Small Business Policy Index 2016

Small Business & Entrepreneurship (SBE) Council released the 20th edition of its annual Small Business Policy Index, “Small Business Policy Index 2016: Ranking the States on Policy Measures and Costs Impacting Entrepreneurship and Small Business Growth.”

The Index ranks all 50 states according to various major government-imposed or government-related costs that have direct or indirect impact on entrepreneurship and business, as well as on start-ups and small growth eager companies.

The Index investigates in total 50 measures, from which:

  • 25 are tax related,
  • 18 relate to rules and regulations,
  • 5 focus on government spending and debt issues, and
  • 2 remaining measures deal with the effectiveness of important government undertakings.

The outcome is accessible through an interactive map displaying states’ ranking in color, with a summary per state provided after selecting a state.

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The most policy-friendly states to entrepreneurs under the “Small Business Policy Index 2016” are: 1) Nevada, 2) Texas, 3) South Dakota, 4) Wyoming, 5) Florida, 6) Washington, 7) Alabama, 8) Arizona, 9) Ohio, 10) Indiana, 11) Colorado, 12) Michigan, 13) Utah, 14) North Dakota, and 15) Virginia.

On the other side of the ranking we can find: 40) Maryland, 41) Maine, 42) Iowa, 43) Oregon, 44) Connecticut, 45) Vermont, 46) Hawaii, 47) Minnesota, 48) New York, 49) New Jersey, and 50) California.

The authors highlight several findings from the report, which are especially interesting to note:

  • Average real annual economic growth of the top 25 states’ was by 29.2 % faster than the average rate for the bottom 25 states.
  • Also, the top 25 states’ average state population growth of 4.9 percent from 2010 to 2015 was double compared to only 2.5 percent for the bottom 25 states.
  • The top 25 states also witnessed positive net domestic migration of a 2.00 million at the expense of the bottom 25 states, which lost 2.03 million people.

The SBE Council President and CEO Karen Kerrigan provides her explanation of the founded facts: “Policy matters for entrepreneurship and small business growth. Quite simply, when elected officials impose weighty tax and regulatory burdens, the increased costs and uncertainties mean reduced risk taking and less economic opportunity. The message from our ‘Small Business Policy Index’ to state officials is clear: If you are serious about helping small business, then reduce barriers to entrepreneurship and government costs imposed on small business.”

To access the Small Business Policy Index 2016 full report please click here.

It’s Time to Lift America’s Ban On Crude Oil Exports

oilby Barbara Kasoff, WIPP President

Since the start of the year, a surprising amount of support on both sides of the aisle to remove the ban on crude oil exports has emerged. Is this a sign that we are entering into a new era of bipartisan collaboration, specifically to form an energy agenda that will improve the nation’s security and get our economy moving again? While that still may be a ways off, it is clear this is one issue that could lead to historic collaboration on energy policies that will benefit American economy.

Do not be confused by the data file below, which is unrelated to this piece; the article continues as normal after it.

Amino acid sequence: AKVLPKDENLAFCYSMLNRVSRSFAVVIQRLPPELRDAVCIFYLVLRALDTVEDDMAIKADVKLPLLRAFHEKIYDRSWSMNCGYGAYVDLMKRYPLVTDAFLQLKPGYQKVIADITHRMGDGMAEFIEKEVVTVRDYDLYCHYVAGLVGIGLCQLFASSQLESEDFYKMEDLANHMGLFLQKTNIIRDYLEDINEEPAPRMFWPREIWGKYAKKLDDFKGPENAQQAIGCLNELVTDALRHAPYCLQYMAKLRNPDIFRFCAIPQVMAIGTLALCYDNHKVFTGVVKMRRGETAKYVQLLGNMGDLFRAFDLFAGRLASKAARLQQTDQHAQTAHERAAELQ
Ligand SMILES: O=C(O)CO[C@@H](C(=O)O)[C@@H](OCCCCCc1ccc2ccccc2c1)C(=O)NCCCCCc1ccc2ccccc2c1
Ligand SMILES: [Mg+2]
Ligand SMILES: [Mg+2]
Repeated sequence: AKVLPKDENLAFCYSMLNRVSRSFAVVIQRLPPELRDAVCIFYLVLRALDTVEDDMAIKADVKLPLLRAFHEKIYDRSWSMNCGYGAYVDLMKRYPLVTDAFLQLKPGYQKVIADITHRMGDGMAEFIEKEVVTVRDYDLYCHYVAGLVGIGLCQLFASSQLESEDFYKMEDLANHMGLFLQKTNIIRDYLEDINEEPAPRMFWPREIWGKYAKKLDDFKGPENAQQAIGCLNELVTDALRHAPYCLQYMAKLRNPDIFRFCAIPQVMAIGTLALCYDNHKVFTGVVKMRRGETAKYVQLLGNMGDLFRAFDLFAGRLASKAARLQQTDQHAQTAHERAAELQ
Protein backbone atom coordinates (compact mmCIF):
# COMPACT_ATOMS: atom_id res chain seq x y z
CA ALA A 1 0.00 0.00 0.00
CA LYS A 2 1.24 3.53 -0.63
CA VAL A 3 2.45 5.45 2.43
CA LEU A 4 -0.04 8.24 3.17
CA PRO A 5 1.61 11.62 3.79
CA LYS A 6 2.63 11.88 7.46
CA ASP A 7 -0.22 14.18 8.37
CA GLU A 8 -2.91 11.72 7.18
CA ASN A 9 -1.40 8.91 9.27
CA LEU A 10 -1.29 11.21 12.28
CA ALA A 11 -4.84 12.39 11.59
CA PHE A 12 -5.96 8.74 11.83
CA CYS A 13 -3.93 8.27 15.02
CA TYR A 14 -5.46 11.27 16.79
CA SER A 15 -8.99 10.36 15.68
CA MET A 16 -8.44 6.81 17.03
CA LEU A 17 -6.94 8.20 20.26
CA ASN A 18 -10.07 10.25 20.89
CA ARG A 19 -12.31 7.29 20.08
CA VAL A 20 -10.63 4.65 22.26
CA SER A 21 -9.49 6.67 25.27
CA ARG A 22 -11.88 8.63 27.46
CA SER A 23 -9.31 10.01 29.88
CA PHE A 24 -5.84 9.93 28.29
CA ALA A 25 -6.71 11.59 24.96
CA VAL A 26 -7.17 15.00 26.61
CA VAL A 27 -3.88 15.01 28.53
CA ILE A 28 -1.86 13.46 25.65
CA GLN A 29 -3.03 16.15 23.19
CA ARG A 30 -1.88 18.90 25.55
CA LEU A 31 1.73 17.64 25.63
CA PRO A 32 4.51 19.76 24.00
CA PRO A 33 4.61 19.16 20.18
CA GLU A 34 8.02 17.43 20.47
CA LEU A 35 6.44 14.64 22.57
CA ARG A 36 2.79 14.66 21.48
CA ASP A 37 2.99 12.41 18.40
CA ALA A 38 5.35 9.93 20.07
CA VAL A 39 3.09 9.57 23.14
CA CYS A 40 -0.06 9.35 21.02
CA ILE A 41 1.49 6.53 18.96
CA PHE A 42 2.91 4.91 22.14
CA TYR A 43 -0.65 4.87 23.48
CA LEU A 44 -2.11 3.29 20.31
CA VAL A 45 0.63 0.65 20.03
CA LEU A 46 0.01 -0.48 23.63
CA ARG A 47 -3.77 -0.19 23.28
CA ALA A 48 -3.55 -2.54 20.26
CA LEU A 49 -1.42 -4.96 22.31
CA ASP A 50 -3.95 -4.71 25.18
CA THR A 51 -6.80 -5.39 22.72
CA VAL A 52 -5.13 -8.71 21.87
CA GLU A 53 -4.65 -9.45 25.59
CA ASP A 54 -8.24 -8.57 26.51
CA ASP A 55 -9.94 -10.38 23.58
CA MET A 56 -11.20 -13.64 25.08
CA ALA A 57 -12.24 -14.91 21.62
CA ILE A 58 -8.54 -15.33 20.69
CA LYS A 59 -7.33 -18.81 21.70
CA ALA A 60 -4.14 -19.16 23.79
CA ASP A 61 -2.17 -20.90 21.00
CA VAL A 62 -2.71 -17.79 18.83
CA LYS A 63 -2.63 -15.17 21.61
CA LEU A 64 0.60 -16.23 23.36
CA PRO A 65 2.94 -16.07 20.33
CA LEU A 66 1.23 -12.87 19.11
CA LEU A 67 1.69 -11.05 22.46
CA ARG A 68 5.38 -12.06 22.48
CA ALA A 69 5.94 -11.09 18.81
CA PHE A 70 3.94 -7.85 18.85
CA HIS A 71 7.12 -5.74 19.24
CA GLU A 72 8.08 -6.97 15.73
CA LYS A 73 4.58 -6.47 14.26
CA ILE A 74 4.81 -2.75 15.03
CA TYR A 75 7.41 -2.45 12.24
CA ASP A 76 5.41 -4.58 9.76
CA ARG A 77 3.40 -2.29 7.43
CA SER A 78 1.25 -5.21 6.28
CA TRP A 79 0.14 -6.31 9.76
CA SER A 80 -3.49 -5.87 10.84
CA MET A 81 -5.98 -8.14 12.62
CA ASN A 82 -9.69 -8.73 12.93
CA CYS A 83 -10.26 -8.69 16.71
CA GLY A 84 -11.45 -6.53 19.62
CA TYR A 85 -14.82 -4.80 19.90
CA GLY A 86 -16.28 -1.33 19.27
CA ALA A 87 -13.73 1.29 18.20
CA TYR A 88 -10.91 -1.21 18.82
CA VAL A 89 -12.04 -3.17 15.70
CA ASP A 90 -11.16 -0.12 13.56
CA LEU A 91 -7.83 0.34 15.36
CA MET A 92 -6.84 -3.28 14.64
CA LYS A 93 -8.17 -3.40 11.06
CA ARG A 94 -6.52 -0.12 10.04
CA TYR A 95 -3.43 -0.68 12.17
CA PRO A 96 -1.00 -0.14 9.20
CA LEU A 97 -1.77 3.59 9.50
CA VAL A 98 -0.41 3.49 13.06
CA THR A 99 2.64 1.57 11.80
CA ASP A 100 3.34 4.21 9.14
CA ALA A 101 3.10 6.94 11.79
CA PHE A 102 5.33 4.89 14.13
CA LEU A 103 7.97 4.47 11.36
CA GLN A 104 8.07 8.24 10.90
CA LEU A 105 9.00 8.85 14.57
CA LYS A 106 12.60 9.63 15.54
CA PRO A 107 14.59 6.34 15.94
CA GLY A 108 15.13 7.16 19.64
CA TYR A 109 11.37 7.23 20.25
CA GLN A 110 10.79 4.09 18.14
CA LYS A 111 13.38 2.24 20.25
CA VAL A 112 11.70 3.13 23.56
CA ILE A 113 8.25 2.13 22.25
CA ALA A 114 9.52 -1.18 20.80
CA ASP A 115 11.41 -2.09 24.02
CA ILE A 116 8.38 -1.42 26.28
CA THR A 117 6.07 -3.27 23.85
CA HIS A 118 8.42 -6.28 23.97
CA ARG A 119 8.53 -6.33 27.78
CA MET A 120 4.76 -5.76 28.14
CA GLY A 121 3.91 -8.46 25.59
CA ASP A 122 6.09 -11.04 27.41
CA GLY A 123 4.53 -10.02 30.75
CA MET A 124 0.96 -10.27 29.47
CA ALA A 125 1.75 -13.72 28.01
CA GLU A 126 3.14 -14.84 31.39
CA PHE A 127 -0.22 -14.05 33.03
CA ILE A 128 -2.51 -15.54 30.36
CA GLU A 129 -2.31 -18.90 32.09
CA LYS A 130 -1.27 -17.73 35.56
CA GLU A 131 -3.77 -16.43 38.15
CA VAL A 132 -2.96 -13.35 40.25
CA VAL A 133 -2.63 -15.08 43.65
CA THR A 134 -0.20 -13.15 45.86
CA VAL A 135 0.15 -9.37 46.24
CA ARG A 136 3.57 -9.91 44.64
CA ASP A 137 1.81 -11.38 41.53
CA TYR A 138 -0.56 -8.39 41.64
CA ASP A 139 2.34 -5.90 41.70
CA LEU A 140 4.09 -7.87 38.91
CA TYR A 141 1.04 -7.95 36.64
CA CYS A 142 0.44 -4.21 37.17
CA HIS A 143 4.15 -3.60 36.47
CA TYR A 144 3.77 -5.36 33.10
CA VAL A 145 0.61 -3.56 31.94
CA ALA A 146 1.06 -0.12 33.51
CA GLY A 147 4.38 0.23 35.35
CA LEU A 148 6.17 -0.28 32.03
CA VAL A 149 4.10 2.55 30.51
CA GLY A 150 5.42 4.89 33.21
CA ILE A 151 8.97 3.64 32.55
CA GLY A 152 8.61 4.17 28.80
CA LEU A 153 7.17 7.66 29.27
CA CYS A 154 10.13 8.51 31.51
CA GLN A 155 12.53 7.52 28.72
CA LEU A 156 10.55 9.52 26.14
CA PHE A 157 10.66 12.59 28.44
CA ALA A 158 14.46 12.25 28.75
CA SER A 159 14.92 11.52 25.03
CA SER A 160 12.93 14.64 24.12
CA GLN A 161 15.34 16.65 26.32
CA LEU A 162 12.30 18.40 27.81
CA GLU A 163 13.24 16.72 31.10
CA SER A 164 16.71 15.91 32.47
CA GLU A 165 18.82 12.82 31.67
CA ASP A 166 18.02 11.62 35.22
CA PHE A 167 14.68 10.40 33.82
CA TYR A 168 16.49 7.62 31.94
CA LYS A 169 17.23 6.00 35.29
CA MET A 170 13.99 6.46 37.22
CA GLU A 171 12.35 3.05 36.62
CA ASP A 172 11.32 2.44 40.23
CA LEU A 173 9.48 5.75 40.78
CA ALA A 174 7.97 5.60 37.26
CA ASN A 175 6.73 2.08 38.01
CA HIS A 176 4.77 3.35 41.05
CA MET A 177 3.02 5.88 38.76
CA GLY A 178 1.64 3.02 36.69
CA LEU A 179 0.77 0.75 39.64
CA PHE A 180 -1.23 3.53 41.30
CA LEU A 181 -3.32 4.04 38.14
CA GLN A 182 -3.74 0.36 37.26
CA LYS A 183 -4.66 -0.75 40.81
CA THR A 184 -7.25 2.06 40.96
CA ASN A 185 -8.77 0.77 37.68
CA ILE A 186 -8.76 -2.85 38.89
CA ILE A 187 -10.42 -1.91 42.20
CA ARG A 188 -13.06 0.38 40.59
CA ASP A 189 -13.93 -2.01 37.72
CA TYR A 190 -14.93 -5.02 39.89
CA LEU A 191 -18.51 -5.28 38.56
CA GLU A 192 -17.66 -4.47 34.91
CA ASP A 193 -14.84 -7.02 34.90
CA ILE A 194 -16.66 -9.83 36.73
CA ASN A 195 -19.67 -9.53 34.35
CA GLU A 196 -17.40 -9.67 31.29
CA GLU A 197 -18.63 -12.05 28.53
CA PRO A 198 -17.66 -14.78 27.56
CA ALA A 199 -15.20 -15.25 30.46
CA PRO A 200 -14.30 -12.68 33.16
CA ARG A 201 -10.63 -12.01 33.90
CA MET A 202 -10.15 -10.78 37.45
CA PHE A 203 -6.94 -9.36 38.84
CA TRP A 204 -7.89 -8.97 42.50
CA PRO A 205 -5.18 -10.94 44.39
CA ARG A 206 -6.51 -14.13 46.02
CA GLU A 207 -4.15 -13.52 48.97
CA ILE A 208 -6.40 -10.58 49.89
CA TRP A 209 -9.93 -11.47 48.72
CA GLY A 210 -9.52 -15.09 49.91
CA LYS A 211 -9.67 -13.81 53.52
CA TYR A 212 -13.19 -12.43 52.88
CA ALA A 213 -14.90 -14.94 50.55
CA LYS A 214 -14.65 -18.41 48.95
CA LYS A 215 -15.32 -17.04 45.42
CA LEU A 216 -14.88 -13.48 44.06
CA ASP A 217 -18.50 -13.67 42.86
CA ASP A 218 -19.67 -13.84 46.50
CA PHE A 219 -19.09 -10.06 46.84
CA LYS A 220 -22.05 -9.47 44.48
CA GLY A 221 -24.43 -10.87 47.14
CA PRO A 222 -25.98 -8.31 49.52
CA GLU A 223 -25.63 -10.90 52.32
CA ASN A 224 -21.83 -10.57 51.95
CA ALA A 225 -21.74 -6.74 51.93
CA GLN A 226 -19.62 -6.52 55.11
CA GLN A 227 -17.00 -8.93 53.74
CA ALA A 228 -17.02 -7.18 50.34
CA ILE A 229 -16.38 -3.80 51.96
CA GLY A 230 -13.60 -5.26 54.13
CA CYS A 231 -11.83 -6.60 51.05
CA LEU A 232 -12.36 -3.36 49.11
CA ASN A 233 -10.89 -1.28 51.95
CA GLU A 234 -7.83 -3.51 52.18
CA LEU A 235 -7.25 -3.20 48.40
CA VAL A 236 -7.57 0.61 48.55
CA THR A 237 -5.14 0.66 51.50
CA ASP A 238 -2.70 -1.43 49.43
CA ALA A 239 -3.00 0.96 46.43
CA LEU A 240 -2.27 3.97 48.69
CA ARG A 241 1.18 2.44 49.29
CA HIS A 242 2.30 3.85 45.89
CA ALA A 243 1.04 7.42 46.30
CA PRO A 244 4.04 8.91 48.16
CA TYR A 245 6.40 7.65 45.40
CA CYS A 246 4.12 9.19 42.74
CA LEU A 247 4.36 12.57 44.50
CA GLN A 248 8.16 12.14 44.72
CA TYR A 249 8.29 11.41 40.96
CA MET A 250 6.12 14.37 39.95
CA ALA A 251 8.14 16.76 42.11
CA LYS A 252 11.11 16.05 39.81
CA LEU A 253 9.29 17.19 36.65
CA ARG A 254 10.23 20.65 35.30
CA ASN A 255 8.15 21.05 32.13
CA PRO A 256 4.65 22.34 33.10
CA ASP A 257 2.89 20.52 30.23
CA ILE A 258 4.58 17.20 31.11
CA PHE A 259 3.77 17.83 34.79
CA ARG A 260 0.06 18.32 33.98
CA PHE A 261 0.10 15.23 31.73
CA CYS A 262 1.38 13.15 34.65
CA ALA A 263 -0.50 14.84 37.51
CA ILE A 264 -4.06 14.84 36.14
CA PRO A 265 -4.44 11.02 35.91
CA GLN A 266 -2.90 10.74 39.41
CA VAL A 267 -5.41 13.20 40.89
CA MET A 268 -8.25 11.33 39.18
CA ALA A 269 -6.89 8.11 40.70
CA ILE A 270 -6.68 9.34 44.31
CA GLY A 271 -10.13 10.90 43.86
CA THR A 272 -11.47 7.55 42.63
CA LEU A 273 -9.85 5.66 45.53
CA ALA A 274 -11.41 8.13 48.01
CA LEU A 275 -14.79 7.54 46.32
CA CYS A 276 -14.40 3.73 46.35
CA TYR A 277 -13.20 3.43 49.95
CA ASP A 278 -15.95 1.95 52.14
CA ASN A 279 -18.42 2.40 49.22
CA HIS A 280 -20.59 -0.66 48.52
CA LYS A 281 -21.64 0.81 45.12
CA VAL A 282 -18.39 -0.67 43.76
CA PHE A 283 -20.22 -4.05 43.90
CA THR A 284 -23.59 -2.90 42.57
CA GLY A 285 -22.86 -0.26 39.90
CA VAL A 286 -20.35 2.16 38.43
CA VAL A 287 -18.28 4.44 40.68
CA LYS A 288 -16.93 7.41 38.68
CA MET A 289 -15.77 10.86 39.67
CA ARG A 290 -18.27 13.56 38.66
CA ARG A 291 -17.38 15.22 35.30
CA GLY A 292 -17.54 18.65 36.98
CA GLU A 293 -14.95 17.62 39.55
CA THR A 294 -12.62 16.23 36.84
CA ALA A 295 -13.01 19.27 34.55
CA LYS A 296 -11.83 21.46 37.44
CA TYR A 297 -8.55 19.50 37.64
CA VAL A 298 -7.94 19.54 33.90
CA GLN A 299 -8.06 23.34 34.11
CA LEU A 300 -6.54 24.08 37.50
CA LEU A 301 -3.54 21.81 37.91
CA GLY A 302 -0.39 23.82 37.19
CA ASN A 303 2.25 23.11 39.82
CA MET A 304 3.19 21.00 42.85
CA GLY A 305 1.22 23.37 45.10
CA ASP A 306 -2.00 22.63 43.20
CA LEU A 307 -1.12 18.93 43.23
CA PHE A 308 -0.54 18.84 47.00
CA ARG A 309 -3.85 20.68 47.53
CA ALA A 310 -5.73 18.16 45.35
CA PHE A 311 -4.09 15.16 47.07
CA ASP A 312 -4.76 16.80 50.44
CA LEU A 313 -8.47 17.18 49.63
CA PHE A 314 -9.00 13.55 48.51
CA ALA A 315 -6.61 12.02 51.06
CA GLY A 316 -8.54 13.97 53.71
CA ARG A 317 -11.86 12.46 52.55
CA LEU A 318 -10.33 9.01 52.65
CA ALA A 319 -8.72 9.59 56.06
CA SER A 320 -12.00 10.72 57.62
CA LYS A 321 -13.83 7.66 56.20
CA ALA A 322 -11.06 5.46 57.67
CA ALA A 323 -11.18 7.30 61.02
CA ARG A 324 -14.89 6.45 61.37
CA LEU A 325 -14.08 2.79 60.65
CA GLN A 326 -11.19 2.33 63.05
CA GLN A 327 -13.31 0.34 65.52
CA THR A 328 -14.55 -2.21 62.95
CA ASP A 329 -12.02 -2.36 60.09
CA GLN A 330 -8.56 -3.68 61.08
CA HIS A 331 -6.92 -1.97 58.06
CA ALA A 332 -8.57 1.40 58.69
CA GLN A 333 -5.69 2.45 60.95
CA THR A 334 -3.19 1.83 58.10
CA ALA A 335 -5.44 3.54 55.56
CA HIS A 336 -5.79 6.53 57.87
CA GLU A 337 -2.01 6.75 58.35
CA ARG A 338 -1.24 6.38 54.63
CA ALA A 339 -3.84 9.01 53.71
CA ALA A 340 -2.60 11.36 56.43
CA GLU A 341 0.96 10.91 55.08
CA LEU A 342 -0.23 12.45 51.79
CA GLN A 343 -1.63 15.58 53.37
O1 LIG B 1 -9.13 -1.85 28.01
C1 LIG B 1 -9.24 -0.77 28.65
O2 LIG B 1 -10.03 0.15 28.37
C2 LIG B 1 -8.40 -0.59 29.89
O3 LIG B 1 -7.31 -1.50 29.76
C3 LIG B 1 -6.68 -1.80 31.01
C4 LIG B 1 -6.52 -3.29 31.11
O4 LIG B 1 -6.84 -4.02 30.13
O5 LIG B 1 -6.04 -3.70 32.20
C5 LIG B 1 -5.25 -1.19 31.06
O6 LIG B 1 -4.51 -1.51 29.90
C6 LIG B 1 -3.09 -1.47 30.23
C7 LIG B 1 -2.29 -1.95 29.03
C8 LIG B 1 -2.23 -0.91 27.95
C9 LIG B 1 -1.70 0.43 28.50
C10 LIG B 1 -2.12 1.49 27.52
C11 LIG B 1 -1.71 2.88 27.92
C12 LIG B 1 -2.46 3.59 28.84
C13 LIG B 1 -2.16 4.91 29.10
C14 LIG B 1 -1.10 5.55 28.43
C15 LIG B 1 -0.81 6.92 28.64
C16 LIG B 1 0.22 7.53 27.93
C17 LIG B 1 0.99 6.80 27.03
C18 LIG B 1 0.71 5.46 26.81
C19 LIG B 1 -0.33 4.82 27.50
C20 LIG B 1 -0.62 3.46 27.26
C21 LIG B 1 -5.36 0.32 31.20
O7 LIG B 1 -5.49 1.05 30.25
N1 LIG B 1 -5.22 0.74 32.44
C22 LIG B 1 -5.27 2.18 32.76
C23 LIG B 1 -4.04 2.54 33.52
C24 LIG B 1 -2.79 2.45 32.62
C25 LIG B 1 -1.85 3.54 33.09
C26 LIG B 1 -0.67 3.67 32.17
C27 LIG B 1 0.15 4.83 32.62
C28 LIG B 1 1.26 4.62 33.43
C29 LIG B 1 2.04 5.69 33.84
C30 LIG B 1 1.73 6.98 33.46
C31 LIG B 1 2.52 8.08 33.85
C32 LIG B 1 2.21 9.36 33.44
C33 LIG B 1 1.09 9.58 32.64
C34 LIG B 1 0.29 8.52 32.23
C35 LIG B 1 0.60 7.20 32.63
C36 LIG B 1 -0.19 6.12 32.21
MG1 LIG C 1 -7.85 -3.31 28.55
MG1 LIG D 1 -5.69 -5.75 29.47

The 4.7 million businesswomen across the country that our coalition represents believe we can help secure the nation’s economic future through sound energy policies. We believe exporting our abundant energy resources must be a key part of that future and supporting an update in our crude oil export policy is the correct course of action and would allow our country to prosper at its full potential.

According to a report released this week by Margo Thorning, senior vice president and chief economist for the American Council for Capital Formation (ACCF), and William Shughart a research director for the Independent Institute and J. Fish Smith Professor in Public Choice at the University of Utah, the economic advantages and geopolitical benefits to lifting the ban on crude are clear.

The paper titled, “The Economic Case for Lifting the Crude Oil Export Ban,” cites the findings from five different studies conducted by various institutions such as IHS, Brookings Institute, the Aspen Institute, ICF International, and Resources for the Future, all of which agree that the case to update this policy is strong. Notably, they all conclude the same three major impacts lifting the ban on crude oil exports would have on the economy and consumers, including: job creation, an increase in U.S. GDP, and a downward pressure on consumer fuel prices.

For example, one of the most recently released studies mentioned in the report – by IHS – estimated that lifting the ban on crude oil exports would generate 390,000-859,000 new jobs annually nationwide and increase U.S. GDP between $86 billion and $170 billion over the next fifteen years.

Senator Lisa Murkowski, Chairwoman of the Senate Committee on Energy and Natural Resources, who has been one of the biggest champions of an examination of various U.S. energy policies, including the ban on crude oil exports, also noted the economic “no brainer” we are facing, stating, ““the economics are clear… lifting the ban on crude oil exports will benefit consumers.”

In addition to the much need economic stimulus from removing the ban, revising the current energy exports policy specifically with regard to crude oil, also extends U.S. geopolitical influence by strengthening our international trade relationships. Foreign allies would gain access to a stable and abundant source of crude oil that would overall create a more secure market.

Women thought leaders like Dr. Margo Thorning and Chairwoman Lisa Murkowski understand that repealing the ban on crude represents a fiscally responsible strategy to allow the U.S. to utilize our growing energy abundance.  Simply put, to quote Murkowski herself, “It’s time to lift America’s ban on crude oil exports.”